In calculating a person's eligibility for a mortgage, which is one of the most common reasons for calculating a personal debt-to-income ratio, lenders prefer to see a number lower than 28 percent on the back end and under 36 percent on the front end. About.com defines those terms as being your total debt ratio before and after housing costs are factored in to the equation.
About.com describes the method for calculating your debt-to-income ratio. Simply gather together and add up all of your monthly bills. If you have quarterly or annual debts, average them out over 12 months and add them to your monthly payments. Once you have that number, the total amount you have to pay out in a month, divide it by your total monthly income, again with quarterly or annual bonuses factored in to the number. The resulting number is your debt-to-income ratio.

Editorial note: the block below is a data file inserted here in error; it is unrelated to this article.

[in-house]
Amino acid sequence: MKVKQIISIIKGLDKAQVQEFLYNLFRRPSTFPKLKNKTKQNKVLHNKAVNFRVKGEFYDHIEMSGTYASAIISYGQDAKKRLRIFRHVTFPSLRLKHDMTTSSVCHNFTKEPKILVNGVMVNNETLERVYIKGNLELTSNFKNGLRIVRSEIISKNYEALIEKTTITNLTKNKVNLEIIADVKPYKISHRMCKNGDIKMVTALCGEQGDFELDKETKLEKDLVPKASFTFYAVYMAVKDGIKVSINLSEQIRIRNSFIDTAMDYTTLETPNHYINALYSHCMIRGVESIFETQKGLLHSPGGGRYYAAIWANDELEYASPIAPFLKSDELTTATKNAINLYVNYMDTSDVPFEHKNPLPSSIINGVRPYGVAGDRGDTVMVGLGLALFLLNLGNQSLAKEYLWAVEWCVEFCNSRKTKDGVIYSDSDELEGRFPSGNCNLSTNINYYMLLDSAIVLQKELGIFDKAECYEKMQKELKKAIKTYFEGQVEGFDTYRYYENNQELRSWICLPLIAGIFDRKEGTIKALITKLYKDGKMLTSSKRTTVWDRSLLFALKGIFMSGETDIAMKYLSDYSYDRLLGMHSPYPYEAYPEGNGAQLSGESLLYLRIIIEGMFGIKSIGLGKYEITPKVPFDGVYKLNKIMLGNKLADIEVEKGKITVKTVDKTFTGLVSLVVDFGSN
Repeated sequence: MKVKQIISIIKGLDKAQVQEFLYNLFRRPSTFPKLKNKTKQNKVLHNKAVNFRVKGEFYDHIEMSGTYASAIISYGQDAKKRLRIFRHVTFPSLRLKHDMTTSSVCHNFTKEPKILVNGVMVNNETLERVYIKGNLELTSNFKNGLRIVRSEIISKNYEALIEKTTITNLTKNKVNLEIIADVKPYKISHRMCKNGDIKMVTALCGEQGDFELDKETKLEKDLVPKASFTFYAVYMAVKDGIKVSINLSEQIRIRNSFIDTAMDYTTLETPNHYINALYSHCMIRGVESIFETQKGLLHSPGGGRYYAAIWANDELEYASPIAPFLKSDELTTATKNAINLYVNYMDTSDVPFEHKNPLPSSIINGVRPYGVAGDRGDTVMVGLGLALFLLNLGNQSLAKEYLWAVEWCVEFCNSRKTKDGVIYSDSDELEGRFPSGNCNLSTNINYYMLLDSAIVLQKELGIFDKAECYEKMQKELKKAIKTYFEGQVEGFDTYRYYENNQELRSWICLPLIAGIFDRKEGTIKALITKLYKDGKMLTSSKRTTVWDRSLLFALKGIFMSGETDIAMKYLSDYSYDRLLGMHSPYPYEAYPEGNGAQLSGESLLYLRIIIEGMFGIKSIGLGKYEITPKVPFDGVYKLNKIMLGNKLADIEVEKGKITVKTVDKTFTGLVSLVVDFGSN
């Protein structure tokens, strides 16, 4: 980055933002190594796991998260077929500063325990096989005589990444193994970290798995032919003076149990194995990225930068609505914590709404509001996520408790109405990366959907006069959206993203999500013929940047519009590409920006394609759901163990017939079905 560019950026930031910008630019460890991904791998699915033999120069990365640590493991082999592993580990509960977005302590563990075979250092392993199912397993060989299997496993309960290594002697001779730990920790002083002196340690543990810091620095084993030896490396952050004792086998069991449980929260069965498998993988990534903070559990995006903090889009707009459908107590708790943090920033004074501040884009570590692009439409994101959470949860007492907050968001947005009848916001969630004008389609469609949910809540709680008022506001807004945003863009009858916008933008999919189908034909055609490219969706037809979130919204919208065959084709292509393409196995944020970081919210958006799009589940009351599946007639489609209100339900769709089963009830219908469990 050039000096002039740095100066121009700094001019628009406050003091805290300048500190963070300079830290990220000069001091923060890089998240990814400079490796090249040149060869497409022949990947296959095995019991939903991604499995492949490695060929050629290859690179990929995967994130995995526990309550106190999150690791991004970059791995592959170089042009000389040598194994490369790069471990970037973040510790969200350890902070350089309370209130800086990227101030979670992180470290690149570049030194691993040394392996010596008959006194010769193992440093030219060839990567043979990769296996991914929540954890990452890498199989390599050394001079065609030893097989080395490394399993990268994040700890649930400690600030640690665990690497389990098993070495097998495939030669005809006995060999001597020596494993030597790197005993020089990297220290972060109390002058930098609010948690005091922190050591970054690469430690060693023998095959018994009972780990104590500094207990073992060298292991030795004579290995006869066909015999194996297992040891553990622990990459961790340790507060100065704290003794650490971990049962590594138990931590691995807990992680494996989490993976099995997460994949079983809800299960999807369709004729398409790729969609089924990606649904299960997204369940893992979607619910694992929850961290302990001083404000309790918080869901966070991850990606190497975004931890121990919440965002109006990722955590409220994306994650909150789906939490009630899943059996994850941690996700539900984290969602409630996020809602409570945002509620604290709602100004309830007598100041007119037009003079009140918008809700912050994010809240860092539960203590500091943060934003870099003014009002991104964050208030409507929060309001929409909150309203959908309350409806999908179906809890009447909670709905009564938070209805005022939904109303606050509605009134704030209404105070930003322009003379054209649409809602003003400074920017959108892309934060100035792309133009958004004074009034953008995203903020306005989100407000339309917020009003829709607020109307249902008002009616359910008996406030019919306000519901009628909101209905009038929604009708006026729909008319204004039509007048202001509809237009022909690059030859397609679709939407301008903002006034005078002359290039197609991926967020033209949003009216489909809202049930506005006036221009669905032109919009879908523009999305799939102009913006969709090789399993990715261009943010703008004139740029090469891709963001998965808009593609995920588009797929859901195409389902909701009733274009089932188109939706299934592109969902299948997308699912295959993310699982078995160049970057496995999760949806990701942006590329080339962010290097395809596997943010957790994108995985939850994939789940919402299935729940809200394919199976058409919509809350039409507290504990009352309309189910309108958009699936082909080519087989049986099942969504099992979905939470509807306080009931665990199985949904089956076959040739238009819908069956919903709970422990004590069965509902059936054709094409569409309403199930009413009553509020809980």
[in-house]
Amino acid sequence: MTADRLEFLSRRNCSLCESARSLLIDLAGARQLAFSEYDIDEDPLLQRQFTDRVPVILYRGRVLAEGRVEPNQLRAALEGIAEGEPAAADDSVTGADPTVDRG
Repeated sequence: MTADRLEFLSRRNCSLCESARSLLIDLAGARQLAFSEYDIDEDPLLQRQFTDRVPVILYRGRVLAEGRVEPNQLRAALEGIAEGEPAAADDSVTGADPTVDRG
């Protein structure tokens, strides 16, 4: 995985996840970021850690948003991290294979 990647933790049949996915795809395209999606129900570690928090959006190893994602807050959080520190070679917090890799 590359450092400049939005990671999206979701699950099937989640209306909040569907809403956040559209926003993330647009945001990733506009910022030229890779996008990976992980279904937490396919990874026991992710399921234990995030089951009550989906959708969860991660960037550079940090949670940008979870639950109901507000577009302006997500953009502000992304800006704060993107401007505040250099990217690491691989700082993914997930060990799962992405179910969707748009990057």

Lenders look at two numbers when assessing your creditworthiness. The first, according to About.com, is the pre-housing cost of living, called the "back end." This number should be less than 28 percent. The "front end" is your overall ratio once housing costs are included. Ideally, this is less than 36 percent of your month-over-month income, indicating that you are fundamentally solvent and can afford to take on the obligation of a mortgage.